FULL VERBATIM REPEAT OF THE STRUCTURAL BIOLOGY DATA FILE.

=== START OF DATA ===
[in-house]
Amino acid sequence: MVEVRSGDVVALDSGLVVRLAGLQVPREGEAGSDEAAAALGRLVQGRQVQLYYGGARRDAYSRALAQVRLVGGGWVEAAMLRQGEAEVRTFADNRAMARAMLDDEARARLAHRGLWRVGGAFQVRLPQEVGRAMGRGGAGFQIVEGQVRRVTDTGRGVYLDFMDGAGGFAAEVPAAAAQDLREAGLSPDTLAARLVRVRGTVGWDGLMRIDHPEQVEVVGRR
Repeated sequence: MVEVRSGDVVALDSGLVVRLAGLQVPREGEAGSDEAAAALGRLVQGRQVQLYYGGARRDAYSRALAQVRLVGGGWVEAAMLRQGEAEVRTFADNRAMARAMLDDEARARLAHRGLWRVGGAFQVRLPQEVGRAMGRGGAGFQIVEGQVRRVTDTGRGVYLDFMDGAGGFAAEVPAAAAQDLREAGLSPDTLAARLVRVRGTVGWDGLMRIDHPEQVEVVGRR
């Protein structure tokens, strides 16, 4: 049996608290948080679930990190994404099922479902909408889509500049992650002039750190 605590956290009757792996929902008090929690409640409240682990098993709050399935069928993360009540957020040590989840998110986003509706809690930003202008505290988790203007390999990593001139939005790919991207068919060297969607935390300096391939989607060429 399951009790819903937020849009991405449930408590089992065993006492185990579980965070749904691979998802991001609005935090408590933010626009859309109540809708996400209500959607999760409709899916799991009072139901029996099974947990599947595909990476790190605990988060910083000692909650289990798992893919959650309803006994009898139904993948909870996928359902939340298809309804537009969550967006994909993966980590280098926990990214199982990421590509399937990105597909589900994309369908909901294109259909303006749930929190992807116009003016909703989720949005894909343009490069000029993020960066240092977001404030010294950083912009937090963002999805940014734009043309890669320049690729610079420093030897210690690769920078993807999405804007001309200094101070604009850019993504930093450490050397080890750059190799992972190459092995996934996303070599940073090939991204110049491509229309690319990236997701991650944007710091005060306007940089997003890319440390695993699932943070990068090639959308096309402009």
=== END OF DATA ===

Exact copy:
[in-house]
Amino acid sequence: MVEVRSGDVVALDSGLVVRLAGLQVPREGEAGSDEAAAALGRLVQGRQVQLYYGGARRDAYSRALAQVRLVGGGWVEAAMLRQGEAEVRTFADNRAMARAMLDDEARARLAHRGLWRVGGAFQVRLPQEVGRAMGRGGAGFQIVEGQVRRVTDTGRGVYLDFMDGAGGFAAEVPAAAAQDLREAGLSPDTLAARLVRVRGTVGWDGLMRIDHPEQVEVVGRR
Repeated sequence: MVEVRSGDVVALDSGLVVRLAGLQVPREGEAGSDEAAAALGRLVQGRQVQLYYGGARRDAYSRALAQVRLVGGGWVEAAMLRQGEAEVRTFADNRAMARAMLDDEARARLAHRGLWRVGGAFQVRLPQEVGRAMGRGGAGFQIVEGQVRRVTDTGRGVYLDFMDGAGGFAAEVPAAAAQDLREAGLSPDTLAARLVRVRGTVGWDGLMRIDHPEQVEVVGRR
């Protein structure tokens, strides 16, 4: 049996608290948080679930990190994404099922479902909408889509500049992650002039750190 605590956290009757792996929902008090929690409640409240682990098993709050399935069928993360009540957020040590989840998110986003509706809690930003202008505290988790203007390999990593001139939005790919991207068919060297969607935390300096391939989607060429 399951009790819903937020849009991405449930408590089992065993006492185990579980965070749904691979998802991001609005935090408590933010626009859309109540809708996400209500959607999760409709899916799991009072139901029996099974947990599947595909990476790190605990988060910083000692909650289990798992893919959650309803006994009898139904993948909870996928359902939340298809309804537009969550967006994909993966980590280098926990990214199982990421590509399937990105597909589900994309369908909901294109259909303006749930929190992807116009003016909703989720949005894909343009490069000029993020960066240092977001404030010294950083912009937090963002999805940014734009043309890669320049690729610079420093030897210690690769920078993807999405804007001309200094101070604009850019993504930093450490050397080890750059190799992972190459092995996934996303070599940073090939991204110049491509229309690319990236997701991650944007710091005060306007940089997003890319440390695993699932943070990068090639959308096309402009």